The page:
3. It can build trust in you as a service provider
  4. You can apply time-limited discounts or voucher codes

The cons of putting prices on your website

  1. It can be misleading or wrong if the quote you give turns out to be higher
  2. Prospects, but also competitors, can see your prices
  3. It could turn away higher value clients if they believe the price is too low
So, as you can see, this subject is complex. I hope this article has given you a new perspective on the topic of hiding vs. showing prices on your website. It was my intention to demonstrate there is no simple right or wrong answer to this question. Here are two action points for you to consider as we close out this article:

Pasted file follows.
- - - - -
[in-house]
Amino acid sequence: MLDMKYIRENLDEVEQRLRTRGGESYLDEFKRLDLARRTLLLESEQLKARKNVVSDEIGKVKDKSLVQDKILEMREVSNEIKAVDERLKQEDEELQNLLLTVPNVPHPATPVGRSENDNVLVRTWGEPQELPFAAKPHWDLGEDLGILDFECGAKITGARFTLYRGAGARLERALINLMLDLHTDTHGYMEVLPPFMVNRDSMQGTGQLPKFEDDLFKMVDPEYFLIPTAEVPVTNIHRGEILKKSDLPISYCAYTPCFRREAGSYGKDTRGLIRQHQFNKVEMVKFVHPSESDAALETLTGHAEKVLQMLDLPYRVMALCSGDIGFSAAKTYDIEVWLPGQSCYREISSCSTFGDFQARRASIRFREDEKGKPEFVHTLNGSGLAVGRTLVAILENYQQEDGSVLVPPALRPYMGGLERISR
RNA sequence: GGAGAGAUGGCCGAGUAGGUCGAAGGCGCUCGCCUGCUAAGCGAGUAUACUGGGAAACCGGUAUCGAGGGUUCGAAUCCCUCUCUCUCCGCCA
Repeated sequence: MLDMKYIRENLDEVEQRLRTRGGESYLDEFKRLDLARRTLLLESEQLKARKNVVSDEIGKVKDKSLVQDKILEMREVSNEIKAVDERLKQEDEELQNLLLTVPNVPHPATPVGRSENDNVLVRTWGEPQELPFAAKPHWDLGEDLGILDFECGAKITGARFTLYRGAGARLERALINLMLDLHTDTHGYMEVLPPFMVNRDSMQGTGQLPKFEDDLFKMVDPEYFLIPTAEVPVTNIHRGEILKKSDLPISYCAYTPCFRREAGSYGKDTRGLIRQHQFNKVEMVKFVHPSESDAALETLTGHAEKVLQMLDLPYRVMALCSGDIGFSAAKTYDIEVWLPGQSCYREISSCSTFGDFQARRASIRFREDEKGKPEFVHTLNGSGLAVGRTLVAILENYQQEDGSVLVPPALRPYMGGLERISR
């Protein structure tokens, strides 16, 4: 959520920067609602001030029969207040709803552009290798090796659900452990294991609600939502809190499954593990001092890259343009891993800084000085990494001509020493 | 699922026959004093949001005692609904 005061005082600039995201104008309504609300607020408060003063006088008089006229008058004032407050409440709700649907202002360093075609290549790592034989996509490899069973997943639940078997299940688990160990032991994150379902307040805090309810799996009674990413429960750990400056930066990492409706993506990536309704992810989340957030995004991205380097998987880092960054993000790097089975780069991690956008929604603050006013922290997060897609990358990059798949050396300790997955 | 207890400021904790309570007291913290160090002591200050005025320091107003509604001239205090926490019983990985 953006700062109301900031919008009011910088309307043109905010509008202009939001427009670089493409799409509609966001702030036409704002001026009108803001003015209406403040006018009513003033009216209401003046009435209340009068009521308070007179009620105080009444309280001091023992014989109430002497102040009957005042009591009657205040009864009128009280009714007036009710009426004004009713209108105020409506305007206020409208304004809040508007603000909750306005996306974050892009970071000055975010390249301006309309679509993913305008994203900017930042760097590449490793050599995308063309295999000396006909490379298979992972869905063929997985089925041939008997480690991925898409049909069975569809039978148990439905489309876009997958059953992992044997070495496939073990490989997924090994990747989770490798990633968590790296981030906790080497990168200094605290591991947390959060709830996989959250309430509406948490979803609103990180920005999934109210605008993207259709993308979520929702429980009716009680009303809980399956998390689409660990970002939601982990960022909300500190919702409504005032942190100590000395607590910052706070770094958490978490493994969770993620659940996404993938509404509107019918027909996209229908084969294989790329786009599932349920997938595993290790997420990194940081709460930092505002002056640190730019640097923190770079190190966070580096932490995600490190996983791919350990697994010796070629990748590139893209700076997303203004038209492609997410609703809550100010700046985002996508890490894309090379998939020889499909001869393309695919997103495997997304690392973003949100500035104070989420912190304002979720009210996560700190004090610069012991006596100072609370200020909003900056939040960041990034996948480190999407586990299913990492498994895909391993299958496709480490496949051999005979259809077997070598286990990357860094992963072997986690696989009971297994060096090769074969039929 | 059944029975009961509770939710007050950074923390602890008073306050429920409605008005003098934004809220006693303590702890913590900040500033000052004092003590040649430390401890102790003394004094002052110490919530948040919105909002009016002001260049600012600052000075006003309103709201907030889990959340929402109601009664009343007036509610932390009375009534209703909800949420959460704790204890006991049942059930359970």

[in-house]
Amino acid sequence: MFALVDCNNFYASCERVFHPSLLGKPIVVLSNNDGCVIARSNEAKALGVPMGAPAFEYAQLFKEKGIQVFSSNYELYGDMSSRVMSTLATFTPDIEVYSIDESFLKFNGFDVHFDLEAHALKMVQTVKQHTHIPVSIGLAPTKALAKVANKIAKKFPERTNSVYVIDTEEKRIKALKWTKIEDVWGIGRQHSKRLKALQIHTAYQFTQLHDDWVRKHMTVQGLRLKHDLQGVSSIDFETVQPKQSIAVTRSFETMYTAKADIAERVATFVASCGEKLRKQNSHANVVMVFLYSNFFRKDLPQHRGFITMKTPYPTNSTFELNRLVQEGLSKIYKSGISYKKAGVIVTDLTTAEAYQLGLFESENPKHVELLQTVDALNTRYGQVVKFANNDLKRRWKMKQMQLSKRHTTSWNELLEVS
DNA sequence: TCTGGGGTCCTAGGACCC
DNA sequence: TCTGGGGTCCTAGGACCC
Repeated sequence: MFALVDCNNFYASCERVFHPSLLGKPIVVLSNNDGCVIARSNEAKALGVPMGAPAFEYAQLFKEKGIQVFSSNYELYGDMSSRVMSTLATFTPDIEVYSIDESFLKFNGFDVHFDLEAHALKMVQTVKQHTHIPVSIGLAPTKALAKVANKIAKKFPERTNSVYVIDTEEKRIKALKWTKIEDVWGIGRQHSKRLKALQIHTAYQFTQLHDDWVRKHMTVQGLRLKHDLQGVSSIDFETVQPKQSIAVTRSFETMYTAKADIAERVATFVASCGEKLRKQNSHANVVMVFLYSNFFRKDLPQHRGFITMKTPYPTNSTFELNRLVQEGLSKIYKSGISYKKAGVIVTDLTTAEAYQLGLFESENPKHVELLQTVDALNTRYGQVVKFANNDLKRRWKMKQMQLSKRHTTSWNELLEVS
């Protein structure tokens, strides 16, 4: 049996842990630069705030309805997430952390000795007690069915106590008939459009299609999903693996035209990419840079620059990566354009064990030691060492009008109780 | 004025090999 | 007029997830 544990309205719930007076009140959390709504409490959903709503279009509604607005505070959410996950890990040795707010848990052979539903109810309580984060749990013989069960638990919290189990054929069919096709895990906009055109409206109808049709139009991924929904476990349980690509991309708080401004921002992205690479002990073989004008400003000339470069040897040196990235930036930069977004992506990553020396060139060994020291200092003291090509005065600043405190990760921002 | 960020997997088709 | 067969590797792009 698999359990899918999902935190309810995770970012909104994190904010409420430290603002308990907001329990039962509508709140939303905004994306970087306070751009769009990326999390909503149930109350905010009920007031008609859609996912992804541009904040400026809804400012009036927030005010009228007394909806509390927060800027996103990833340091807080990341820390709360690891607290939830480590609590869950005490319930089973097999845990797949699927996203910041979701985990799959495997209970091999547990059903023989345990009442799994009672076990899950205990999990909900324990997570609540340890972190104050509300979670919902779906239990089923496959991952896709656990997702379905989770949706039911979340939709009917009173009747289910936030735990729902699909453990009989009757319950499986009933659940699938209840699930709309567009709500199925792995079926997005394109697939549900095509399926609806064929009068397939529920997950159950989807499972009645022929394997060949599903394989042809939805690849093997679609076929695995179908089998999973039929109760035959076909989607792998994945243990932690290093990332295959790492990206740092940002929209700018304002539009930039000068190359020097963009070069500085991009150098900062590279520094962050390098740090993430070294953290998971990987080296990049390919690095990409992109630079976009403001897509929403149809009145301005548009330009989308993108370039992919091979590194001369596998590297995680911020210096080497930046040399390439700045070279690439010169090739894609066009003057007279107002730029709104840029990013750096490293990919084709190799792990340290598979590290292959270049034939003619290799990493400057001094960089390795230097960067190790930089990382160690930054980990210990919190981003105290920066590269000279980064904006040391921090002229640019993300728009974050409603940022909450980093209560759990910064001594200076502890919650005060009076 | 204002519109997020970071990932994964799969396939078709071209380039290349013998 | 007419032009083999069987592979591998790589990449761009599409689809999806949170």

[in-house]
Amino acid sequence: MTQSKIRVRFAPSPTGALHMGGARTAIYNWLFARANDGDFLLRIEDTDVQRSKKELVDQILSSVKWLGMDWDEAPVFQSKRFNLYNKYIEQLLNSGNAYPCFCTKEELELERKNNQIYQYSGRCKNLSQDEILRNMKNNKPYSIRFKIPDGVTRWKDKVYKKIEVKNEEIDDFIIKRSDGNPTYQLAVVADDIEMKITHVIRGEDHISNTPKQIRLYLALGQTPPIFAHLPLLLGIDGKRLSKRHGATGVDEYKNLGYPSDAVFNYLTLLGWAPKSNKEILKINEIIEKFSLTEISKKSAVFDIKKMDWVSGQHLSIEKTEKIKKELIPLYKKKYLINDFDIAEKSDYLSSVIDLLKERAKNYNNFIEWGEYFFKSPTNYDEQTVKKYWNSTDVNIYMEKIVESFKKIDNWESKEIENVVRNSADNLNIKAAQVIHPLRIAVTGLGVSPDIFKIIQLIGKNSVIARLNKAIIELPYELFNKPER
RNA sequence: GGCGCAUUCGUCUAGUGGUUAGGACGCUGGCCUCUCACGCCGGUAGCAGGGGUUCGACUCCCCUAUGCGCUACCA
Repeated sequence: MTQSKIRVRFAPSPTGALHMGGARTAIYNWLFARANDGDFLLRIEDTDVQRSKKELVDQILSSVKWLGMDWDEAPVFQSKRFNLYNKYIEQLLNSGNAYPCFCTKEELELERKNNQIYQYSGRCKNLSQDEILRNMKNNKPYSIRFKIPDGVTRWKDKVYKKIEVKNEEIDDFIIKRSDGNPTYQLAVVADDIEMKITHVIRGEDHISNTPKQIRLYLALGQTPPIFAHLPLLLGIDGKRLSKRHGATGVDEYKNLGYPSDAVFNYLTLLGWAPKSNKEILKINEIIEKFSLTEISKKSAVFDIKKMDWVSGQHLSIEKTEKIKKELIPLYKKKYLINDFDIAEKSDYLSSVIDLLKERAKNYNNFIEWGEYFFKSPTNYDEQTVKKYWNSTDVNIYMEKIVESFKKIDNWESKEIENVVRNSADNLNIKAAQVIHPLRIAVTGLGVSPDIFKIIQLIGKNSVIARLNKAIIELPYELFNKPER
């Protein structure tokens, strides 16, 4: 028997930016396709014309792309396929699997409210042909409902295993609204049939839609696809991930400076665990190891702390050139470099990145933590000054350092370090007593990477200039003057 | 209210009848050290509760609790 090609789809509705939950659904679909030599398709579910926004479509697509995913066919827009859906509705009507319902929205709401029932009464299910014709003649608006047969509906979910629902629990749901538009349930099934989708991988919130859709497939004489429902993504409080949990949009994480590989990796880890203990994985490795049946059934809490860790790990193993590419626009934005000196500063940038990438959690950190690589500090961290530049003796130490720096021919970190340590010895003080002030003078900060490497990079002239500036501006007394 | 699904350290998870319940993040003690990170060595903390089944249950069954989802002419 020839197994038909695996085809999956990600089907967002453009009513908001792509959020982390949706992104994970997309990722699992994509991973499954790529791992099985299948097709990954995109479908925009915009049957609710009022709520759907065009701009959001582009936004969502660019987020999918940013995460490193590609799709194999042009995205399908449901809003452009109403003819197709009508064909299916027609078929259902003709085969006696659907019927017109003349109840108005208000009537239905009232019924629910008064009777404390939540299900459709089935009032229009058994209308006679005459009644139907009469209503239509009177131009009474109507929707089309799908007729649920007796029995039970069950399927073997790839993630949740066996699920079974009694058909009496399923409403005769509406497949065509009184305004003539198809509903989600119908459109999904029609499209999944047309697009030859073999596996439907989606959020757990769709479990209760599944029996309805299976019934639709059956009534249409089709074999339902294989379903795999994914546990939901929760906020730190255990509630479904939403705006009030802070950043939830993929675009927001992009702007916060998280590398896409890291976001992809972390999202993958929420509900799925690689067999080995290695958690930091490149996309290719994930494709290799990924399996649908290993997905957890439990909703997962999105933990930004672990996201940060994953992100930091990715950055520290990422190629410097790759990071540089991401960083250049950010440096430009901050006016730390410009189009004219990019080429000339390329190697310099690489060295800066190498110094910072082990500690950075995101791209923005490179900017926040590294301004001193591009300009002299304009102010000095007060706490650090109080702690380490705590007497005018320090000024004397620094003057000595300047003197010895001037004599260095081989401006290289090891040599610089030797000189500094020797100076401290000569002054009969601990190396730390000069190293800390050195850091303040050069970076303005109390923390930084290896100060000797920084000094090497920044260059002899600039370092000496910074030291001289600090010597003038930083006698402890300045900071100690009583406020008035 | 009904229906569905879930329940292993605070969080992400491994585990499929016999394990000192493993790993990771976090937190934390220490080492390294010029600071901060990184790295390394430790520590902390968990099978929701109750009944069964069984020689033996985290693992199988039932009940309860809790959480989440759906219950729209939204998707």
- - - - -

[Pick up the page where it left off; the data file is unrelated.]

1. What's your gut feeling telling you right now?
  2. Go with that. You can always change it later.

I've discussed this topic with hundreds of freelancers. Here are some common questions about listing your prices.

Frequently asked questions

Question mark

Should you show a price range or starting price?

If you do not wish to commit to any fixed prices, a common solution is to simply add the word "from" in your sales copy. 

Prices start from £1000
 for example.

Whilst this might seem like a simple solution to the question of whether to display prices on your landing page, it should be viewed through the same lens I have provided in this article. There are no easy answers. There's no "get out" clause for this. You've got to do the thinking, decide on your positioning then go with what you know.

A price range or indication of starting price might be a good idea, but don't use it as an excuse to get out of making a tough decision.